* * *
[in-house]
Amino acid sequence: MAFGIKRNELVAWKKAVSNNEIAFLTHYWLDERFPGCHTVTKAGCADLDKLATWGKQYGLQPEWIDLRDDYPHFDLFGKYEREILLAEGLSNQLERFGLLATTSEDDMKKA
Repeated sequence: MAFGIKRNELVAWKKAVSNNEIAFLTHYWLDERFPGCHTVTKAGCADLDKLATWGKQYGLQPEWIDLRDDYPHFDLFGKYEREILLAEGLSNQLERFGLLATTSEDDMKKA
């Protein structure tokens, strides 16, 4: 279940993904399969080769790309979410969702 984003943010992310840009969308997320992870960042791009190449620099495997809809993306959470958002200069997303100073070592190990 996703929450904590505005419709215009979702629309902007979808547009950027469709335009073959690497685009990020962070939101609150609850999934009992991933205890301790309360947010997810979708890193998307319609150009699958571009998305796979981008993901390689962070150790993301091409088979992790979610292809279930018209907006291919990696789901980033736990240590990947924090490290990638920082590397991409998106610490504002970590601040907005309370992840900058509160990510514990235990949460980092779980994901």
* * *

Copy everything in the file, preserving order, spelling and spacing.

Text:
[in-house]
Amino acid sequence: MAFGIKRNELVAWKKAVSNNEIAFLTHYWLDERFPGCHTVTKAGCADLDKLATWGKQYGLQPEWIDLRDDYPHFDLFGKYEREILLAEGLSNQLERFGLLATTSEDDMKKA
Repeated sequence: MAFGIKRNELVAWKKAVSNNEIAFLTHYWLDERFPGCHTVTKAGCADLDKLATWGKQYGLQPEWIDLRDDYPHFDLFGKYEREILLAEGLSNQLERFGLLATTSEDDMKKA
């Protein structure tokens, strides 16, 4: 279940993904399969080769790309979410969702 984003943010992310840009969308997320992870960042791009190449620099495997809809993306959470958002200069997303100073070592190990 996703929450904590505005419709215009979702629309902007979808547009950027469709335009073959690497685009990020962070939101609150609850999934009992991933205890301790309360947010997810979708890193998307319609150009699958571009998305796979981008993901390689962070150790993301091409088979992790979610292809279930018209907006291919990696789901980033736990240590990947924090490290990638920082590397991409998106610490504002970590601040907005309370992840900058509160990510514990235990949460980092779980994901």